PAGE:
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Convention (I) de Genève pour l'amélioration du sort des blessés et des malades dans les forces armées en campagne, 12 août 1949.
Chapter IV : Personnel
The medical and religious personnel referred to in this chapter are those forming part of the armed forces in the field. The chapter also covers certain civilians working under the auspices of the armed forces in the field. It does not include civilian staff not working under the auspices of the armed forces in the field or medical personnel and chaplains of forces at sea, such personnel being dealt with in the Second and Fourth Geneva Conventions, as well as in Additional Protocol I.
The personnel protected under this chapter comprise the following six categories:
1. Medical personnel of the armed forces exclusively engaged in the search for, or the collection, transport or treatment, of the wounded or sick, or in the prevention of disease (Article 24).
2. Personnel of the armed forces exclusively engaged in the administration of medical units and establishments (Article 24).
3. Religious personnel of the armed forces (Article 24).
4. The staff of National Red Cross Societies and other recognized relief societies, who are employed for the benefit of their own State’s armed forces on the same duties as the personnel mentioned under 1, 2 and 3, and are subject to military laws and regulations (Article 26).
5. Personnel of relief societies of a neutral country who lend their assistance to a Party to the conflict and are duly authorized to do so (Article 27).
6. Members of the armed forces specially trained for employment, should the need arise, as hospital orderlies, nurses or auxiliary stretcher-bearers (Article 25).
The personnel in the last of these categories are known as ‘auxiliary personnel’, as opposed to ‘permanent personnel’– a term which is sometimes used to describe the personnel in the first five categories.
These personnel are protected because of the functions they perform: attending to the wounded and sick, or meeting the spiritual needs of members of the armed forces. They must be respected and protected in all circumstances. Articles 24, 25, 26 and 27 delineate which persons are covered by the protection they confer, what that protection entails and under what conditions they may benefit from that protection. Protection may also be lost, namely when these persons commit, outside their humanitarian duties, acts harmful to the enemy.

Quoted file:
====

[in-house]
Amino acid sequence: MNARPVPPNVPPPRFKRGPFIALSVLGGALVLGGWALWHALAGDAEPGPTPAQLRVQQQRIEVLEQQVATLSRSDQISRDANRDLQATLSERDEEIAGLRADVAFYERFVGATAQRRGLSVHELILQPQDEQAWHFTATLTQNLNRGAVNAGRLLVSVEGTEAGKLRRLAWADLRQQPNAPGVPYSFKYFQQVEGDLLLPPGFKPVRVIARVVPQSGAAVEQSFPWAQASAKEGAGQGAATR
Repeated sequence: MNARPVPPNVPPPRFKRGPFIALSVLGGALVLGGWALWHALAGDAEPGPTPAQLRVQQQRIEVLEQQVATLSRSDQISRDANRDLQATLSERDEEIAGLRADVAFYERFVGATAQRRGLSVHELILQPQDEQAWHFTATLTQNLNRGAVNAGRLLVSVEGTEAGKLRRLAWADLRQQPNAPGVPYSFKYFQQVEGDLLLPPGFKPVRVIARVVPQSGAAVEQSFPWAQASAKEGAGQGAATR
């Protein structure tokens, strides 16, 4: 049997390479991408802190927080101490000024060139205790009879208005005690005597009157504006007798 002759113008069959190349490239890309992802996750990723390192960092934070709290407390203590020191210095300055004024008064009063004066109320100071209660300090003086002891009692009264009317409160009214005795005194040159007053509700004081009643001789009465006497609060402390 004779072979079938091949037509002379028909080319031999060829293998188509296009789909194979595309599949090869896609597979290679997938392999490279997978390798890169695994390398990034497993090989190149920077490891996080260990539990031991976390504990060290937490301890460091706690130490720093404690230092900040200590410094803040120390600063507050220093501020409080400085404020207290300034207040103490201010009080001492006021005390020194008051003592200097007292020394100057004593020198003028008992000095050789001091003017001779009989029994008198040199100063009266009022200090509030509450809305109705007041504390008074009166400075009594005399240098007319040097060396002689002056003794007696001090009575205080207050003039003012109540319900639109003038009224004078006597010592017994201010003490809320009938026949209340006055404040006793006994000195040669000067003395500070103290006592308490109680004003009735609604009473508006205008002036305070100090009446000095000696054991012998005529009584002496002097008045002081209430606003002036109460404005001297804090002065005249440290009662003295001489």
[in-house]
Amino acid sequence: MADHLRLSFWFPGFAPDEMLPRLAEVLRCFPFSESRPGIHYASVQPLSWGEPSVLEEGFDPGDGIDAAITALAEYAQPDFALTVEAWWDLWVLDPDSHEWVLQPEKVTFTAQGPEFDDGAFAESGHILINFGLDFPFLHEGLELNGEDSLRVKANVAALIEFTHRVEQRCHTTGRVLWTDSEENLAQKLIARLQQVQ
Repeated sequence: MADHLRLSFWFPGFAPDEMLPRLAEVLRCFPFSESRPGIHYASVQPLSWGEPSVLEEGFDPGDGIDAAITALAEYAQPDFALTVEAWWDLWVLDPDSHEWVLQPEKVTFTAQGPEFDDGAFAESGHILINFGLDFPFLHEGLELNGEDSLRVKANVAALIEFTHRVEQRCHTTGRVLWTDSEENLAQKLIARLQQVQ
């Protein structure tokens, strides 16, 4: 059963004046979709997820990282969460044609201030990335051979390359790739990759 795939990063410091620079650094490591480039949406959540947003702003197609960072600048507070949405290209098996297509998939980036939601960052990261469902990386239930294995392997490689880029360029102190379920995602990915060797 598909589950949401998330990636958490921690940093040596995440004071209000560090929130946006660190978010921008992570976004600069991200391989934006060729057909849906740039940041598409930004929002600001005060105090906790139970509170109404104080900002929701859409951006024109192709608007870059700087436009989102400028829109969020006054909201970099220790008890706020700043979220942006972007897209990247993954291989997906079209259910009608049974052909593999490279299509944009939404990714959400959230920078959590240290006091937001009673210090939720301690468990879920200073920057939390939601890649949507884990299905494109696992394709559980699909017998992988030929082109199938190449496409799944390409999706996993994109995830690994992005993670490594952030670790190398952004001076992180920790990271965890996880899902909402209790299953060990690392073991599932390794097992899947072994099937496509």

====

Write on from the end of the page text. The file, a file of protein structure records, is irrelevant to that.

Article 30 contains the basic rule which must be complied with when military medical or religious personnel (covered by Article 24) or staff of National Red Cross or Red Crescent Societies, or of other voluntary aid societies, assisting the medical services of their own State’s armed forces (covered by Article 26), fall into enemy hands: they must be returned to the Party to the conflict to which they belong. The purpose of this provision is to ensure that medical and religious personnel can continue at all times to provide their services to those who need them.
Article 31 sets out the criteria for determining which medical or religious personnel should be returned on the basis of Article 30 and provides for the possibility for the Parties to the conflict to conclude special agreements covering the practical aspects of their retention.
Article 28 is the centrepiece of the regime for the retention of persons covered by Articles 24 and 26, in that it sets forth the conditions under which retention is permissible. It also clarifies the status of retained personnel, their role, and the treatment and facilities to which they are entitled, so as to ensure that prisoners of war receive the necessary medical and spiritual care. Retention is contemplated as an exception to Article 30, requiring the return of such personnel to the Party to the conflict to which they belong. The retention regime rests on the principle that medical and religious personnel may not be retained unless the state of health, the spiritual needs and the number of prisoners of war so require.
Article 29 applies to all ‘[m]embers of the personnel designated in Article 25 who have fallen into the hands of the enemy’, whether or not they are carrying out their medical duties ‘at the time when they come into contact with the enemy or fall into his hands’. When this occurs, they are prisoners of war covered by the Third Convention, but they ‘shall be employed on their medical duties in so far as the need arises’. The aim is to avoid the possibility that medical expertise which may be needed for the care of prisoners of war will remain unused.
Finally, Article 32 deals with the scenario in which the medical personnel of a recognized society of a neutral country, covered by Article 27, fall into the hands of the adversary of the Party to the conflict they are assisting. They may not be detained but must, in principle, be permitted to return to their country.
The rules of this chapter are complemented by a number of provisions contained in Part II, Section I, of Additional Protocol I.
For ease of reference, the table below gives an overview of the interlinkages between all provisions of the First Convention dealing with medical and religious personnel.
For table, see PDF file in margin.
Voir le Commentaire de 1952
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